Bellowing out the tunes
Accordion marching band looking for new members
If you play accordion and are looking for an outlet for your musical talent, then 41-year-old Richard Neil of South River has a suggestion: join his Avalon Regional Accordion Marching Band which, according to him, is the first of its kind in the province.
“ It’s a social activity. It’s fun, maybe in a lot of cases a stress reliever,” he said recently.
The band has been in existence since March, when he issued a call for musicians. The band’s colours are red and black.
He’s pleased with the response, with 17 members, ranging in age from seven to 50. Still, he’s looking for new members to help fill out the big band sound.
“I’m trying to get the word out, but nobody’s hearing us,” he said.
Music runs in blood
Music runs in Neil’s blood. His late father Eric played button accordion, and his siblings, Lorraine Gingrich of Cupids Crossing, Karen Parsons of Butlerville and John of South River, are musicians in their own right.
Karen is bandmaster of her brother’s band, and her 12-year-old daughter, Robin, is a member. Richard’s wife, Diane, along with their children, Raymond and Kaitlyn, also play in the band. There are also father-son and father-daughter team members.
“ It’s more of Richard noted.
He’s preparing his band to play at Christmas parades; church, community and Remembrance Day events; and soirées and festivals.
“I’m hoping that one day ... they’ll contact me,” he said.
A wide swath
The band cuts a wide musical swath. Richard’s very flexible about membership. He’s looking for musicians who play both button-and piano accordion, as well as bass and snare drum, tambourine, triangle, shaker and maracas.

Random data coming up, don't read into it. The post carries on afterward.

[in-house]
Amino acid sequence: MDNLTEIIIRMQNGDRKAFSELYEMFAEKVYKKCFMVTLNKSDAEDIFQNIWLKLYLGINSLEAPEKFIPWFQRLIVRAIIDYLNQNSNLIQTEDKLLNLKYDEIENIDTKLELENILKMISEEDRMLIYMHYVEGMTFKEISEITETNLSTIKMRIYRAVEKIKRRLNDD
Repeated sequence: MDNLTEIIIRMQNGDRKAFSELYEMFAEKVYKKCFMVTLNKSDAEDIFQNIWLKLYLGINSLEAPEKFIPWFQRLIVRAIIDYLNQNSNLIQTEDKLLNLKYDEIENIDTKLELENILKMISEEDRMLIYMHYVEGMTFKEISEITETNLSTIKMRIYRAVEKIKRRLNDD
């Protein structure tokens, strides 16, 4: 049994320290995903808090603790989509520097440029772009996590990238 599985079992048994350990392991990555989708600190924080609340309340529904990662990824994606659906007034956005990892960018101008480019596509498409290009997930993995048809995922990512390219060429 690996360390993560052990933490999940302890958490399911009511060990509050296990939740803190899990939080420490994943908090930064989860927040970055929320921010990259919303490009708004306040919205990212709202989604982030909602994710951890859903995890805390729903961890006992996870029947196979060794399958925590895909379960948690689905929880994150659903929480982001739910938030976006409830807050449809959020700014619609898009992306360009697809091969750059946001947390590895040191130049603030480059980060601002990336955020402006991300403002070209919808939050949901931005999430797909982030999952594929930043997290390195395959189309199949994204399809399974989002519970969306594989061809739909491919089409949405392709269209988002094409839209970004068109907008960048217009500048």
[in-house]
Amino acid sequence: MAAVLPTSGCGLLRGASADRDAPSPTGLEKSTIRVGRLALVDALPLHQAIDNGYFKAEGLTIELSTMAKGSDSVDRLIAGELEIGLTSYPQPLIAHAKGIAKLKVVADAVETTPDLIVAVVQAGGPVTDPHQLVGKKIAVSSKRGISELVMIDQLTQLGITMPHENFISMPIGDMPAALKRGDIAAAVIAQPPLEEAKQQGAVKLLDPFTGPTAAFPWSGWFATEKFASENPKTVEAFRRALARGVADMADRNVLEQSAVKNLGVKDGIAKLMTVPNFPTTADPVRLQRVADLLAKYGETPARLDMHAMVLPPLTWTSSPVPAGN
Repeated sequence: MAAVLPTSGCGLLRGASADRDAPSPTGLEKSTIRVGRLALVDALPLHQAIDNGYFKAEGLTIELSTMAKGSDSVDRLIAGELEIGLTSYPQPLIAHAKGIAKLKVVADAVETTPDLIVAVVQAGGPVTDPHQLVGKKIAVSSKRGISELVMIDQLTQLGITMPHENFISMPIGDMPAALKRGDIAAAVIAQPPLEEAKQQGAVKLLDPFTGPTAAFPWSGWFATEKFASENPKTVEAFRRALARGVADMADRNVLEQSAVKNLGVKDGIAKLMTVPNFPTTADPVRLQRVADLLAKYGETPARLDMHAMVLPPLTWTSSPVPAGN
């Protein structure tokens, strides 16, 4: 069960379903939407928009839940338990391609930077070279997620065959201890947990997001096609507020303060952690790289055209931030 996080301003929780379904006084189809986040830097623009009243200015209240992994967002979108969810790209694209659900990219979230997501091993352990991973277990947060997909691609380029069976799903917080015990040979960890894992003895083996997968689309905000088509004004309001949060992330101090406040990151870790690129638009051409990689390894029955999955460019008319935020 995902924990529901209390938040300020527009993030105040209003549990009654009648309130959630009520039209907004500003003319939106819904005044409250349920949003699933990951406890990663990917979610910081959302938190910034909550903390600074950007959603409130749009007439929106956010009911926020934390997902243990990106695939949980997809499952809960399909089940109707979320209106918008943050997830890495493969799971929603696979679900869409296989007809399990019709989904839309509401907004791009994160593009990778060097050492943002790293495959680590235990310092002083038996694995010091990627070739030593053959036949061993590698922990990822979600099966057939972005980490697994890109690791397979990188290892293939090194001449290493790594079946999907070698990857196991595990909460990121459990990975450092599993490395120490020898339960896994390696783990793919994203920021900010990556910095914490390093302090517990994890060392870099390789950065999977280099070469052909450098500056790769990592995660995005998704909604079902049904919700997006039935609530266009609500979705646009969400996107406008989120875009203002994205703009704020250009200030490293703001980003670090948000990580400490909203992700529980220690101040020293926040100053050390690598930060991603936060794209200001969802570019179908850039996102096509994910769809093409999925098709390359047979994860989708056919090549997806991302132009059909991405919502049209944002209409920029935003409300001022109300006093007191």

However, membership is also open to “ wannabe” musicians, in which case Richard’s able and willing to teach the rudiments of music. The only requirement is an interest in playing. Instruments are provided and there are no fees.
Members meet for practice every Thursday night at the Orange Lodge in Clarke’s Beach. The hall sponsors the band by providing the facility for practice and fundraising.
Eleven-year-old Raymond Neil enjoys playing accordion, even if he finds it a difficult instrument. Sevenyear-old Kaitlyn plays tambourine. “All I have to do is bang it,” she said. She also likes the new friends she meets. When Richard’s wife, Diane, plays accordion, “everything leaves your mind. It’s also good for the family,” she said.
Richard teaches with the help of YouTube. Once he locates a suitable tune, he e-mails it to members to learn.
“ When you get 13 or 15 accordions together, and everybody decides to play their own way, it’s nothing but a mess,” he said. So he uses a numbering system that enables everybody to “play the same thing at the same time,” he added.
Richard selects a wide variety of tunes, whether traditional Irish/Newfoundland, church, Christmas or marching. “ We’re versatile in many areas of music,” he said.
Fundraising is necessary, but he doesn’t “want to burn out the band members because of (it),” he explained. He’s presently seeking funding from government agencies.
To Richard, accordion playing is “part of our culture, our heritage. We get kids involved,” he said.
Readers who are interested in joining the Avalon Regional According Marching Band can contact Richard Neil firstname.lastname@example.org 786-0952. • Age – 41 • Birthplace – St. John’s • Resides – South River • Family – married to Diane Martin. Two children, Raymond (11) and Kaitlyn (7).
• Occupation – electrician by trade; instructor, College of the North Atlantic (Seal Cove campus)
• Interest – accordion, camping with family, gardening
Richard Neil, founder of Avalon Regional Accordion Marching Band, bellowing out a jig on his Hohner button accortdion. He is seeking new members.
Kaitlyn, 7, and Raymond Neil, 11, do a duet on tambourine and button accordion. Both play in their dad’s accordion marching band.